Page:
Doppelganger

In Stars by Brian Koberlein0 Comments

Recently in Astrophysical Journal Letters a paper was published on the oldest “solar twin” yet discovered. The star, HIP 102152, is about 250 light years away from us, and about 4 billion years older than our Sun.

When you think of a twin, you probably think of two people who are siblings. For stars, that might be two stars that originated from the same stellar nursery. For this reason, the term solar twin is a bit misleading. In astronomy, a solar twin is a star that appears physically similar to the Sun, regardless of whether they share a common solar origin. In this case, since HIP 102152 is 4 billion years older than the Sun, they couldn’t possibly have formed from the same stellar nursery. Perhaps a better term would be solar doppelganger.

HIP 102152 is physically similar to the Sun in two ways. The first is that its mass is almost identical (about 97% the mass of the Sun). The second is that its metal abundances are similar to those of our Sun. When astronomers speak of “metal,” they mean element other than hydrogen and helium. The reason stems from the fact that most of the universe is made of these first two elements, and all the other elements are much, much less common.

Through careful observations of the line spectra of the star, the team made precise determinations of the abundances of twenty of the more common elements. They found that with a few exceptions the abundances were within about 5% of the Sun’s values. This means HIP 102152 is chemically very similar to the Sun.

With a similar mass and chemical makeup, one would expect HIP 102152 to evolve in a similar way to the Sun. But this star is on the edge of entering its red giant stage, so we know its about 4 billion years older than our Sun. As such it gives us a glimpse of our Sun’s possible future, in much the same way that a 30-something person could look at a 60-something person of similar appearance. This is why solar twins are useful. They allow us test our understanding of the evolution of our Sun.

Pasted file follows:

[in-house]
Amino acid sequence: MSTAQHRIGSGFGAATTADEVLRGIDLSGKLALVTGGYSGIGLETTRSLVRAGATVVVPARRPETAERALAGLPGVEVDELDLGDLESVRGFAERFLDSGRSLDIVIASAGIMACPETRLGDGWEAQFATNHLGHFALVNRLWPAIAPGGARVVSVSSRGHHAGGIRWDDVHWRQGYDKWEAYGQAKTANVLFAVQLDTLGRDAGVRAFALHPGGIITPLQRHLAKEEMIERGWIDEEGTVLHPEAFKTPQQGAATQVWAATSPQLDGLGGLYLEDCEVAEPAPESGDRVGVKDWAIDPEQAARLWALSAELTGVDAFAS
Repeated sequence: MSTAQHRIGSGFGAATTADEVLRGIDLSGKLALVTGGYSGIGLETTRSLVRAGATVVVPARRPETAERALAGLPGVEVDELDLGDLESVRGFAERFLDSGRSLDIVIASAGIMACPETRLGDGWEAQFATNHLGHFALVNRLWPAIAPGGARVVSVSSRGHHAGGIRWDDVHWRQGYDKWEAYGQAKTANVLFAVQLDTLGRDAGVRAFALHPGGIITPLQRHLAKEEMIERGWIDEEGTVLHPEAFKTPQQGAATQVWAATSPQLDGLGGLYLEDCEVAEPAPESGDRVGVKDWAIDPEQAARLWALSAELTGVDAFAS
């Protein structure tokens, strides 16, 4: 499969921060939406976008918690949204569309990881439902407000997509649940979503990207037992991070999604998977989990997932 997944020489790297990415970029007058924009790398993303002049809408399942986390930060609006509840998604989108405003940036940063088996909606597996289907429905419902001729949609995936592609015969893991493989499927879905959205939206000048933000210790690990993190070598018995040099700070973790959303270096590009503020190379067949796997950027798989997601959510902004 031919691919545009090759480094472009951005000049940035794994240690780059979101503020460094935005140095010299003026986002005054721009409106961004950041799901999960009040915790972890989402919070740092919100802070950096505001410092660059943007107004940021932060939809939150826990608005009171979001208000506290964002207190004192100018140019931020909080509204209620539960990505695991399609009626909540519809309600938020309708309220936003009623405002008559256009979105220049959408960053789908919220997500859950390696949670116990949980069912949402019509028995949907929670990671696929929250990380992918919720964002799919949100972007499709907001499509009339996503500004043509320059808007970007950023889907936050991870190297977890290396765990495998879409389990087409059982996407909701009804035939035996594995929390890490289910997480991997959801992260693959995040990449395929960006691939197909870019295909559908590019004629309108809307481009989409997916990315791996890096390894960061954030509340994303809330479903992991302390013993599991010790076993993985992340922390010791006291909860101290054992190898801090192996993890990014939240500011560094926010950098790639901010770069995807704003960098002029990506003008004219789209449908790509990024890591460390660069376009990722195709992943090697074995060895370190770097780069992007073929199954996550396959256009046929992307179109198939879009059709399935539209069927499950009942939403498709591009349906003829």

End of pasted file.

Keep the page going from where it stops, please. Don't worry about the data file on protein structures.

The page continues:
One aspect this particular paper focused on was the level of lithium in the star. Lithium (the third lightest element) existed in trace amounts in the early universe, so you would generally expect that stars would have a similar level. But some stars, such as our Sun, have much less lithium than expected.

We know that lithium is consumed in the cores of stars as other, heavier elements are formed (a process known as lithium burning). HIP 102152 has significantly less lithium present in its atmosphere than even our Sun. This, combined with observations of other solar twins seems to indicate a correlation between the amount of atmospheric lithium in a sun-like star and its age.

If this correlation holds up, then it would provide a useful tool in determining the age of stars. Main sequence stars can be difficult to age because they are very stable. It is similar to trying to determine the age of someone between 30 and 50. By observing atmospheric lithium, we can better gauge where a sun-like star is in its life cycle.

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